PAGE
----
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Barbados Culture: Earthworks Pottery

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Now I never knew how a mold was used to form a vase. I understood that you poured the liquid clay into the mold that was shaped in the form you wanted. But I never knew about the center. I thought perhaps another mold was inserted. But how would they get it in if the top was narrow and the center wide. It just could not go through the opening. Maybe the mold was already preformed with a hollow.

It just did not occur to me that the liquid would evaporate and get absorbed by the wooden mold from the outside in. That leaves the center in a liquid form while the outside hardens. You simply pour the liquid out, leaving the hard shell of the vase. The mold is in two halves held together by a rubber band. When the mold is opened the vase is ready for drying and processing.

Molding Beautifully is in its simplicity.

Now the kilns I have seen are big, pot bellied furnaces in which you stake your masterpieces. Now the modern way is to put the artwork out on a shelving system and simply roll the furnace over it. The factory floor is built like a miniature railway so that kilns can roll over the tables and shelves – you just open the doors and push it over.

Firing Beautifully is simple.

I thought that all those pretty colors on the vase or plate were the paint. How wrong I was. It’s the cobalt or clay reaction with the paint and the glaze that brings out the brilliant, vibrant colors that we see.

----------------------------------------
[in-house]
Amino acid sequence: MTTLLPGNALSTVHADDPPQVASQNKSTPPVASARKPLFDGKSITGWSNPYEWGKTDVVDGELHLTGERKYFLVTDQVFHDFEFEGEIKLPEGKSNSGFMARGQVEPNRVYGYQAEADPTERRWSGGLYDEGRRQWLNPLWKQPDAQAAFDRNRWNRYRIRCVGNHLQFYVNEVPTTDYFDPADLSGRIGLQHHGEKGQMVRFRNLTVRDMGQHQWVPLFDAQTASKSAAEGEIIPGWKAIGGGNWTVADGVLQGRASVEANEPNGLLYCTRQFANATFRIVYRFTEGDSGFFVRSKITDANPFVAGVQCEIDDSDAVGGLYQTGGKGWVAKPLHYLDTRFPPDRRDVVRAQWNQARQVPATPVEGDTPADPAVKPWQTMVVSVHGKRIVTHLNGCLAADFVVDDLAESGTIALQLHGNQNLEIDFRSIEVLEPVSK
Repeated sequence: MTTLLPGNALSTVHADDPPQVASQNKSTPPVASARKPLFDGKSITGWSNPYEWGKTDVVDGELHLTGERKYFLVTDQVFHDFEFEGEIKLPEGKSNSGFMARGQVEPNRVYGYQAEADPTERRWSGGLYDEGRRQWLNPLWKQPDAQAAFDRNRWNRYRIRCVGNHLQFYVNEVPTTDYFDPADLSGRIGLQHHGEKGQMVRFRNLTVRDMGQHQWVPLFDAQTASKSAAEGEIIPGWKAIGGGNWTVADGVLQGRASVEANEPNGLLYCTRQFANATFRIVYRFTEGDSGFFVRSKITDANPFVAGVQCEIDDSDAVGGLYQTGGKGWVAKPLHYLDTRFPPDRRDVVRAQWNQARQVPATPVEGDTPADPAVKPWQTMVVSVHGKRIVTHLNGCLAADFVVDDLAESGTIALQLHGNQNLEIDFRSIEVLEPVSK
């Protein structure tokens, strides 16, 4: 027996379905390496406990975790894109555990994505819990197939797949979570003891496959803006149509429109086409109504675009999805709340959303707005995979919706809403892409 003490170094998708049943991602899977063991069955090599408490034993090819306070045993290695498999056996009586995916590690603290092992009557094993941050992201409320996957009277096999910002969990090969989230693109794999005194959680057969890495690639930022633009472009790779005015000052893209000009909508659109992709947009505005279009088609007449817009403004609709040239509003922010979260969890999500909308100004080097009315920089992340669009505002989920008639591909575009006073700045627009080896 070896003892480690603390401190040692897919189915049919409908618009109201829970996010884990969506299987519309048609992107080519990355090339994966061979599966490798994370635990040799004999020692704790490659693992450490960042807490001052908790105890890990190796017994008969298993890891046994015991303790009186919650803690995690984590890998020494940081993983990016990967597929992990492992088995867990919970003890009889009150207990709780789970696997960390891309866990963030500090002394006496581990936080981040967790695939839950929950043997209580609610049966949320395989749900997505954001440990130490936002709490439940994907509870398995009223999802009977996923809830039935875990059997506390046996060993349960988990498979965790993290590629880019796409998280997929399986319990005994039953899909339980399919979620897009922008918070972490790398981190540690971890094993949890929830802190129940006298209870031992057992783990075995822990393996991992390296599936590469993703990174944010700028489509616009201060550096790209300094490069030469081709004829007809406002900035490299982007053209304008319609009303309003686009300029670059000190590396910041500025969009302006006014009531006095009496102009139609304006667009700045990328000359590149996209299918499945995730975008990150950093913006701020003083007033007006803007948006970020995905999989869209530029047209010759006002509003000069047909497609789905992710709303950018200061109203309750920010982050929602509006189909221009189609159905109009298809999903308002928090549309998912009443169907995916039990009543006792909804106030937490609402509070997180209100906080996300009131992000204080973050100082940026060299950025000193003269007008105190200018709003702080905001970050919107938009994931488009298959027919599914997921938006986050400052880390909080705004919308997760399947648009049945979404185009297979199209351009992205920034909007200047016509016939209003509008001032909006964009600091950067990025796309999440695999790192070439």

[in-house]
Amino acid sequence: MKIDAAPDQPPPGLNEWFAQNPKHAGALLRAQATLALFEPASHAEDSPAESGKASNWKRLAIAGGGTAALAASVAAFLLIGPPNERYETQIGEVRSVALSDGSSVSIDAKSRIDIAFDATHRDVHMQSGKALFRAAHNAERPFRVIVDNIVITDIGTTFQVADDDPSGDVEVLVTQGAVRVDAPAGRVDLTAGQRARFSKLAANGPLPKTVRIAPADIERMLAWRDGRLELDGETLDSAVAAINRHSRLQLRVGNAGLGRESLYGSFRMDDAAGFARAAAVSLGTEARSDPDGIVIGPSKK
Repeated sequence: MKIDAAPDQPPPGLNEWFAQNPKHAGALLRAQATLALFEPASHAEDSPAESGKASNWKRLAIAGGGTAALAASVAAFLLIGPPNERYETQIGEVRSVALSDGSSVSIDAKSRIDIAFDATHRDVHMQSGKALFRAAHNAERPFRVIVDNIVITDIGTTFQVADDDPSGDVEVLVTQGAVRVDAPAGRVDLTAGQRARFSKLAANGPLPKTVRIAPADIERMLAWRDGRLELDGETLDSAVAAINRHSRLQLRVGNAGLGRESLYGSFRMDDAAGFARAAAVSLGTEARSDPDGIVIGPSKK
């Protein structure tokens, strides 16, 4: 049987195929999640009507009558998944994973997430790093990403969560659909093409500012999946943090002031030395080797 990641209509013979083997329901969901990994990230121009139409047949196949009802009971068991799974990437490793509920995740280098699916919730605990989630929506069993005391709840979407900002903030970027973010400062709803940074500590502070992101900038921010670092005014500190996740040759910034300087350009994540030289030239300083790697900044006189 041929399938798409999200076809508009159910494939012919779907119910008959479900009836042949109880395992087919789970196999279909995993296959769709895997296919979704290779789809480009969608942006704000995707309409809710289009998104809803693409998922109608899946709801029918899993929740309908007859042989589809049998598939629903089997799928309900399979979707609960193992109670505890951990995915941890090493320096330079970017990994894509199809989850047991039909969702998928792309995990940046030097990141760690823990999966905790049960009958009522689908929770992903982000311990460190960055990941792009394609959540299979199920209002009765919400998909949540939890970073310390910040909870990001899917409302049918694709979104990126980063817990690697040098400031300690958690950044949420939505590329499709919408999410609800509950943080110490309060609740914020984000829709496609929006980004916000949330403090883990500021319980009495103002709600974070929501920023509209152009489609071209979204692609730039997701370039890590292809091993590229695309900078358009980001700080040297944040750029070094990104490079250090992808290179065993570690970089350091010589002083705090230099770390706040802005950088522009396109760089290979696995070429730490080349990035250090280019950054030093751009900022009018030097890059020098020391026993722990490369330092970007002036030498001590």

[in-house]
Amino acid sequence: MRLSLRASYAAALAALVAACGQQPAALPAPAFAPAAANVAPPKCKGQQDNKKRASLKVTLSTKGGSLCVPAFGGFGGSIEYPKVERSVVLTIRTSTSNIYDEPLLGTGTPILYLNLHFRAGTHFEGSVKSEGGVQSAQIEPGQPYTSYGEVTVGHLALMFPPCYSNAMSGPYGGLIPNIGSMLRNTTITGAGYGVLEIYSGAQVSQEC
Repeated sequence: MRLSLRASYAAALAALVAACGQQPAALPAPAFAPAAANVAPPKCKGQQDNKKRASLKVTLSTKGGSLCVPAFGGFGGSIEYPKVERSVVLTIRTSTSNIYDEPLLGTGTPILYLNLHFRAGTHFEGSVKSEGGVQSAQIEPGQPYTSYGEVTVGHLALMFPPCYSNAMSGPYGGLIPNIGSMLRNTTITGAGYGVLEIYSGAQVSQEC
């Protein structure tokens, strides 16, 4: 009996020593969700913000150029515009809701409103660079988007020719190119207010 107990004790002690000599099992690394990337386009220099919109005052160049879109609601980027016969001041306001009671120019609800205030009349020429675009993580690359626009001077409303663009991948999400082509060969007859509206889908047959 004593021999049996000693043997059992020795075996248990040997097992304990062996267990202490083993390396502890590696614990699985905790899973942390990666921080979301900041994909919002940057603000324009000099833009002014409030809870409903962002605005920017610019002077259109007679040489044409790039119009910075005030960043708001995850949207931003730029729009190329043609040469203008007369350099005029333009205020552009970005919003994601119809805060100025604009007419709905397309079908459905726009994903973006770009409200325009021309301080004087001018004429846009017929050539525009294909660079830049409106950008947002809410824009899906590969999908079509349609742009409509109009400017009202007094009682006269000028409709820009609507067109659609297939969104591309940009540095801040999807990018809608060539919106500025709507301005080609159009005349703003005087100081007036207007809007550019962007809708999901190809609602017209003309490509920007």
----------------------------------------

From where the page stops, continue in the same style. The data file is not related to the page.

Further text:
The finished works of art!

The finished works of art!

Earthworks Pottery in Barbados is a state-of-the-art, modern pottery that produces exceptional pieces of art; all made from earth and clay.

There are secrets to how it mixes liquid clay and the exact kind of material used in its paints. That gives the fine colors. But most of the work is straight forward and the artists and people at the studio are happy to talk to guests and enjoy explaining what they can.

I was glad to say I was not the only one who knew little about pottery. Most of us were in the same boat and all enjoyed the visit.

The video covers the visit, molds, artwork, painting, glazing and firing.

History of Earthworks

Earthworks was. established in 1983 by Goldie Spieler. Earthworks is now run by her son David, along with the Earthworks staff of 24 persons.

The red clay ceramic pieces are the result of the clay being fired to stoneware temperatures that result in a hard ceramic finish. The finished pottery is ideal for the home or restaurant. The studio creates a decorative and very functional line of tableware in round, square, rectangular and oval. From 20″ platters to plates to tiny coasters; bowls in all shapes and sizes. Also in matching colors and patterns are vases, lamps, desk and bathroom accessories.

Earthworks also does custom orders such as house names or house-numbers, a bathroom sinks, splash tiles, accents or floor tiles, commemorative dinner sets, wedding presents and anything you can imagine.

Everything is hand-finished and hand-decorated with underglaze colors. In this process it is the glazing, firing and interaction of cobalt heat and glaze that makes the colors what they are.

All art is lead-free and food safe. Everything is dishwasher and microwave safe.

The work area of the pottery can be toured during working hours. Visitors can watch us work and stop to chat.

Open Mon-Fri 9-5, Sat 9-1. Closed Sundays and public holidays.

Visit Earthworks

Visit Earthworks Pottery online at

Contact Earthworks

David Spieler
Earthworks Pottery
#2, Edgehill Heights St. Thomas
Tel: (246) 425-0223
Fax: (246) 425-3224

Videos By RealHolidays.TV

Information provided by
Barbados Tourism Encyclopedia

PO BOX 16B Baslen House
Kingston Terrace
St. Michael, Barbados
246 429 2653


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